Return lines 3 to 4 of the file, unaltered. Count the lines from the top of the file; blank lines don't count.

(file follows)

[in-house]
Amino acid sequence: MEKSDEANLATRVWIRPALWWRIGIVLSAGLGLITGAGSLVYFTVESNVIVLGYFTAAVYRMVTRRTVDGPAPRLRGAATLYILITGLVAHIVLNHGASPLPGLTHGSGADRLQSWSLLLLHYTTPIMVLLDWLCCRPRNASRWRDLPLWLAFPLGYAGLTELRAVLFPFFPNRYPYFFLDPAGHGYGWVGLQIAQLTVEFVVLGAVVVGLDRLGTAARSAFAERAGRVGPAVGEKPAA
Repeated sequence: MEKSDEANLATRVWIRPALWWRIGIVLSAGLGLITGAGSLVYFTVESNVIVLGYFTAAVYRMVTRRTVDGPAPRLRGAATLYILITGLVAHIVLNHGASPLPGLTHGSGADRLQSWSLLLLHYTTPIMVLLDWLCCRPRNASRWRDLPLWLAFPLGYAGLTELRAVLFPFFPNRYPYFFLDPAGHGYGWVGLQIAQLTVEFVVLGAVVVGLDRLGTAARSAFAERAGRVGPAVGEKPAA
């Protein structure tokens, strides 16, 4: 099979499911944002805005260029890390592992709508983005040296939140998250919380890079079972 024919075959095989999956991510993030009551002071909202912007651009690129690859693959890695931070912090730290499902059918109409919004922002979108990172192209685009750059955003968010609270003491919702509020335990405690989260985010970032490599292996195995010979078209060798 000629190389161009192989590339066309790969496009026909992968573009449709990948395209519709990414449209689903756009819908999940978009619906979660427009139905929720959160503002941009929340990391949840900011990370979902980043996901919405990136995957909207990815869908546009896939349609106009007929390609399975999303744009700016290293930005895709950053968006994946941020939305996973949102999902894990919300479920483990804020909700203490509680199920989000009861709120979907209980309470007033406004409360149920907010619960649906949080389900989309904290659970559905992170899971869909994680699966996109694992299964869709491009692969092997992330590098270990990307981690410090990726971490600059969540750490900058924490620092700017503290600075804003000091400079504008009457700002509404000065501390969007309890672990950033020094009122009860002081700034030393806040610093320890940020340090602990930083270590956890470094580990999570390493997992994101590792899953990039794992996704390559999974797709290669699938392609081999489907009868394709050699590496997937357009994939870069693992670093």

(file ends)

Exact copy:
Repeated sequence: MEKSDEANLATRVWIRPALWWRIGIVLSAGLGLITGAGSLVYFTVESNVIVLGYFTAAVYRMVTRRTVDGPAPRLRGAATLYILITGLVAHIVLNHGASPLPGLTHGSGADRLQSWSLLLLHYTTPIMVLLDWLCCRPRNASRWRDLPLWLAFPLGYAGLTELRAVLFPFFPNRYPYFFLDPAGHGYGWVGLQIAQLTVEFVVLGAVVVGLDRLGTAARSAFAERAGRVGPAVGEKPAA
């Protein structure tokens, strides 16, 4: 099979499911944002805005260029890390592992709508983005040296939140998250919380890079079972 024919075959095989999956991510993030009551002071909202912007651009690129690859693959890695931070912090730290499902059918109409919004922002979108990172192209685009750059955003968010609270003491919702509020335990405690989260985010970032490599292996195995010979078209060798 000629190389161009192989590339066309790969496009026909992968573009449709990948395209519709990414449209689903756009819908999940978009619906979660427009139905929720959160503002941009929340990391949840900011990370979902980043996901919405990136995957909207990815869908546009896939349609106009007929390609399975999303744009700016290293930005895709950053968006994946941020939305996973949102999902894990919300479920483990804020909700203490509680199920989000009861709120979907209980309470007033406004409360149920907010619960649906949080389900989309904290659970559905992170899971869909994680699966996109694992299964869709491009692969092997992330590098270990990307981690410090990726971490600059969540750490900058924490620092700017503290600075804003000091400079504008009457700002509404000065501390969007309890672990950033020094009122009860002081700034030393806040610093320890940020340090602990930083270590956890470094580990999570390493997992994101590792899953990039794992996704390559999974797709290669699938392609081999489907009868394709050699590496997937357009994939870069693992670093």